3 Cake Decorating Tips All Chefs Should Know

From birthday celebrations to retirement parties and countless weddings, cake is a central component to most of our social gatherings. The quality of this icing-covered treat often affects the party itself, as tasty cake can be remembered just as long as great conversation or some moving speech. More than just the actual taste, the look and aesthetic of a cake is just as important, as great colors and appealing lines let people treat their eyes before treating their sweet tooth. Here are just a few important tips to consider as you master cake decorating in culinary academy:

Smooth lines matter
No matter the occasion, all cakes should have smooth, clean lines. This not only demonstrates a commitment to the cake itself, but also prevents any excess icing from splattering. There are a few techniques to use in the smoothing process, and each one depends on the material you’re working with:

  • Buttercream: Here, you’ll need some warm – not hot – water and a spatula. Use the water to heat up the spatula and then dry it with a clean cloth. The warmth from the spatula will make the buttercream more malleable, allowing you to smooth any especially wonky lines.
  • Fondant: Once the fondant is draped over the cake, you’ll want to gather any excess scraps of this edible icing. Form a ball out of the extra bits, flatten it and then rub it against the sides of the cake like a cloth. The fondant rag essentially buffs out most of the bumps.
  • Ganache: With ganache, your best bet is often a hair dryer. Using the lowest setting, stand about 12 inches away from the cake and apply heat to the entire piece. After several minutes, you’ll begin to see the ganache become glossy, at which point you can apply the aforementioned spatula technique.

Different icing, different uses
Generally speaking, not all icing is created equally. Of the dozen or so used in most kitchens, each one has a different overall taste and a specific use on the cake itself. Knowing the strengths of each icing will make for tastier cakes overall:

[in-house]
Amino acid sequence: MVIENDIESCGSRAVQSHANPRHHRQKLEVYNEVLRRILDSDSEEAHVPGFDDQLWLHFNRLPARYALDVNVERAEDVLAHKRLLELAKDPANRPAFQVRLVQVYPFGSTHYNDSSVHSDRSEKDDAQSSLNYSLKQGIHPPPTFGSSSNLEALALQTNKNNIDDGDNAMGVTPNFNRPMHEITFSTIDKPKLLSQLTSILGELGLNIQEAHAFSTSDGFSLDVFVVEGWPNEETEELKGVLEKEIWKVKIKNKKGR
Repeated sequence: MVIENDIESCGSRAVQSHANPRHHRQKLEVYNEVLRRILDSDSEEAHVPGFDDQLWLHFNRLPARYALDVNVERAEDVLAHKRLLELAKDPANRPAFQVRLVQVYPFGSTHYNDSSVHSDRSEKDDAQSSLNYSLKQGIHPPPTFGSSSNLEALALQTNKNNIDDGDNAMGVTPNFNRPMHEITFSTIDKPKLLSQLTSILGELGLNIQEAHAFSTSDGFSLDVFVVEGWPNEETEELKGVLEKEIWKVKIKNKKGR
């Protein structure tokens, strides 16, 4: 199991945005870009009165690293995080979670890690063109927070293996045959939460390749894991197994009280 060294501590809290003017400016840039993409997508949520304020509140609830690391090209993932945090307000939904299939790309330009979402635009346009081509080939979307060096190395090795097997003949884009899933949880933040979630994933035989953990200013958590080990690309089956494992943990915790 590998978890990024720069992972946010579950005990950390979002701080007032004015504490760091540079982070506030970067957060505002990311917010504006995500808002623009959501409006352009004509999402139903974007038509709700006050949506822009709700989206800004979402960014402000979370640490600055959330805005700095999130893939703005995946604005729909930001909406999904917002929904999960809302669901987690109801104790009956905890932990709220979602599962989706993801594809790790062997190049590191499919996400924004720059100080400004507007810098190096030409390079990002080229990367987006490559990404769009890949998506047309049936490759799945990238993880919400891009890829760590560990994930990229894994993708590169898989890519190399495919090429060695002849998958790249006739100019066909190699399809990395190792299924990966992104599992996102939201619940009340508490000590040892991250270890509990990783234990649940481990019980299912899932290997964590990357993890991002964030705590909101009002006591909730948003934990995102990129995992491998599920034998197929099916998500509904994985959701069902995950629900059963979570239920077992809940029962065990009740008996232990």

• Buttercream: Sweet and buttery, this icing is a universal decorating tool, perfect for crafting borders, writing, figure piping and flowers.
  • Whipped icing mix: Available as robust chocolate or delicate vanilla, this mix is similar to buttercream in many ways. However, it has a slightly more velvety consistency overall.
  • Royal: With a sweet, meringue-esque taste, Royal is best used when assembling piping and flowers.
  • Rolled fondant: When it comes to cutting and modeling decorations, most chefs make use of satiny fondant.

The ins and outs of piping
If you can master piping, then you’re already on your way to being a master cake decorator. Proper piping begins with the right bag. Economically speaking, reusable bags are better than disposable bags. No matter your choice, you need to properly fill the bag, which you do by folding it open with one hand and then using the other to scrap the icing in with a spatula. The two most basic shapes you’ll make are stars and shells. For the former, the size of the tip you use will result in the number of points, and its vital you always squeeze gently to avoid any messes. For shells, simply squeeze the icing in one spot and slowly pull away. From there, return to the same spot and continue squeezing, effectively creating an icing chain.

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